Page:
April 04, 2024 at 9:52am | Angie Cody
It might seem far-fetched to install a shower just for your pup, but reducing muddy paw prints while making baths more relaxing might be worth it.

By Ella Field

Pet parents probably agree: Bath time with a dog can be stressful—dragging a muddy pup through the house, just for them to double as an escape artist, all while you get soaked head-to-toe trying to rinse them off. One solution? A multipurpose dog shower. Hanna Shiplett, principal designer and cofounder of Eden and Gray Design Build, answers our questions on this growing trend in barkitecture.

What Is a Dog Shower?

Dog showers are essentially just small, dog-size showers. They’re typically raised to make it easier to wash the dog, and they have a short lip to keep water from spilling out. Instead of a standard showerhead, they have a handheld one so you can reach around your dog. These washing stations are usually found in garages, mudrooms, or laundry rooms and can be built into new or existing homes.

Benefits of Dog Showers

If you frequently find yourself bathing your furry friend or taking them to the groomer, it might make sense to have a spot to wash them at home. It's one way to make pet parenthood a little easier (and surely cleaner). Ideally, the washing station should be near an entry. This helps keep your dog clean and likely reduces the amount of mud and dirt tracked indoors. The shower can also be used as a pet-feeding station, a place to water plants and rinse off muddy boots, or as an unloading zone for fresh-cut flowers. As these pet zones grow in popularity, they may also be seen as a nice amenity for future buyers, and could even add value to your home.

Cost of a Dog Shower

We won’t sugarcoat it: This is a luxury item. “Building a dog shower into an existing home will cost about $5,000 to $9,000,” Shiplett says. On the low end, she estimates this includes about $1,000 for tiling, roughly $2,500 for plumbing (more if you need to add a water hookup), $500 for framing, and the rest for builder costs. Higher-end finishes will drive up the cost, and you might need to budget for a permit.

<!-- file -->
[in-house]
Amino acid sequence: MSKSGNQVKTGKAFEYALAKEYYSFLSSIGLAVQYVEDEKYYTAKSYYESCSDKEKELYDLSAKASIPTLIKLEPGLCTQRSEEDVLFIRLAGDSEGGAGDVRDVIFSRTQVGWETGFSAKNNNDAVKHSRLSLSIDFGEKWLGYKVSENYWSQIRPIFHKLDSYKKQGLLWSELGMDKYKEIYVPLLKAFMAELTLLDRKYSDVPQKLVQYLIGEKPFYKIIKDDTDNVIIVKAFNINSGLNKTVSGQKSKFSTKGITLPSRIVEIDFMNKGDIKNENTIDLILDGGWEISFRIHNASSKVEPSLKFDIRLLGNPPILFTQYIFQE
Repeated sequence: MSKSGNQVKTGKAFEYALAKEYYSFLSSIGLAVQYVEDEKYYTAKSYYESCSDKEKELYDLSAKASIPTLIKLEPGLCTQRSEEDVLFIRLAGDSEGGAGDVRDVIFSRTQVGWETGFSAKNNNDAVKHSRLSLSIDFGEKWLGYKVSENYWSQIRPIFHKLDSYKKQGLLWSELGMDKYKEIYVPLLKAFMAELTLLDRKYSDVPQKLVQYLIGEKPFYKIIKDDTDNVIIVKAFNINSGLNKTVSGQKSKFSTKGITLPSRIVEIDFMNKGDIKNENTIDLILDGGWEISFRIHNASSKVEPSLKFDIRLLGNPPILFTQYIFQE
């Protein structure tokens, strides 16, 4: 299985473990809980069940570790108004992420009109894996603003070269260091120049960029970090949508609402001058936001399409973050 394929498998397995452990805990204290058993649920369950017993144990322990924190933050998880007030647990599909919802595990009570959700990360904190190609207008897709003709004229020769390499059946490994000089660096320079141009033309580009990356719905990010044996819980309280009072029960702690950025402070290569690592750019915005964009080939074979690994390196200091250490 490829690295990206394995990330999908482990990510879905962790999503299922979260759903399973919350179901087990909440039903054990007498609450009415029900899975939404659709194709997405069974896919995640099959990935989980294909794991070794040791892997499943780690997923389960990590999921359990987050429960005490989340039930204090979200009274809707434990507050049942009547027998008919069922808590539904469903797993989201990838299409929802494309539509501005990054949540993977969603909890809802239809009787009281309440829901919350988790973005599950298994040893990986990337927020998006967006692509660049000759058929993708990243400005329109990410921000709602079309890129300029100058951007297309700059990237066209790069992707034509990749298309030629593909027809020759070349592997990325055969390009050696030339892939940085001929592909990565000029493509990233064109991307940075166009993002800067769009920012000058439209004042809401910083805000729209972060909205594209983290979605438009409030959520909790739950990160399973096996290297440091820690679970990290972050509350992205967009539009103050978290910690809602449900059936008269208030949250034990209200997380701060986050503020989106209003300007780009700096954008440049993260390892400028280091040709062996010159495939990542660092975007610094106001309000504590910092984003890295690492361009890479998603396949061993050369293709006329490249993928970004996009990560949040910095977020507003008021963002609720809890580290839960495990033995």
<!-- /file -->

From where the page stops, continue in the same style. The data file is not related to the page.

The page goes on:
Design Tips and Considerations

If you're installing a dog shower into an existing space, here are a few things to keep in mind.
  • A minimum space of 3×3' is required; any less and it will be too tight.
  • The best place to install a dog shower is somewhere with an existing water hookup. If you don't have an existing water hookup, it's still possible to build a shower, just plan to spend a bit more on plumbing.
  • Even if you only have a small pup, plan your shower as if you had a medium or large one. You never know what kind of dog you, or future homeowners, will have down the road.
  • Remember to include a storage solution—shower niche, shelf, or cabinet—to stash soap and tools.
  • Be sure the surrounding surfaces can handle some water exposure (dogs will shake off after a bath). That means you might have to waterproof or replace flooring directly outside of the shower or on the path to and from the shower.
  • If tiling the floor in and around the shower, select tile that has a slip resistance of at least 0.5. This is a coefficient from 0–1 that denotes how much grip a tile offers; the higher the number, the less slippery the surface.
  • Determine how high up you want the shower to be. The higher the shower, the less likely for a pet to escape, but a higher shower also means it might be more difficult to get a dog inside.


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